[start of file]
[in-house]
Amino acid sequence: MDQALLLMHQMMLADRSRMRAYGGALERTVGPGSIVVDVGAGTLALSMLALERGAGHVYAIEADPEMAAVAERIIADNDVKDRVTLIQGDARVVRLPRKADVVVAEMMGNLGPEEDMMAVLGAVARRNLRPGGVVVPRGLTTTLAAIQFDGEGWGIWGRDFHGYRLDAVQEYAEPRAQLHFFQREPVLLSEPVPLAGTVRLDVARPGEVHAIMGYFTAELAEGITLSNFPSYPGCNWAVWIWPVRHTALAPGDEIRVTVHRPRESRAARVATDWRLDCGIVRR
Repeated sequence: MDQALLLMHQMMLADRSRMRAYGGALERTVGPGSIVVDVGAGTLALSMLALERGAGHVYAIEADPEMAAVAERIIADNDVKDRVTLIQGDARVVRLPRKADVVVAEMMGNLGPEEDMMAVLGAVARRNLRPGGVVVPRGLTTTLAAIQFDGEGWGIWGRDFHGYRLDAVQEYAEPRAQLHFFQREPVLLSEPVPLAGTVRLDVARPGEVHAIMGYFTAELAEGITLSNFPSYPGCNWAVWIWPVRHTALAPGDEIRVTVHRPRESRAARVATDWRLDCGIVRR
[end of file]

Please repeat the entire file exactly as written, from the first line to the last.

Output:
[in-house]
Amino acid sequence: MDQALLLMHQMMLADRSRMRAYGGALERTVGPGSIVVDVGAGTLALSMLALERGAGHVYAIEADPEMAAVAERIIADNDVKDRVTLIQGDARVVRLPRKADVVVAEMMGNLGPEEDMMAVLGAVARRNLRPGGVVVPRGLTTTLAAIQFDGEGWGIWGRDFHGYRLDAVQEYAEPRAQLHFFQREPVLLSEPVPLAGTVRLDVARPGEVHAIMGYFTAELAEGITLSNFPSYPGCNWAVWIWPVRHTALAPGDEIRVTVHRPRESRAARVATDWRLDCGIVRR
Repeated sequence: MDQALLLMHQMMLADRSRMRAYGGALERTVGPGSIVVDVGAGTLALSMLALERGAGHVYAIEADPEMAAVAERIIADNDVKDRVTLIQGDARVVRLPRKADVVVAEMMGNLGPEEDMMAVLGAVARRNLRPGGVVVPRGLTTTLAAIQFDGEGWGIWGRDFHGYRLDAVQEYAEPRAQLHFFQREPVLLSEPVPLAGTVRLDVARPGEVHAIMGYFTAELAEGITLSNFPSYPGCNWAVWIWPVRHTALAPGDEIRVTVHRPRESRAARVATDWRLDCGIVRR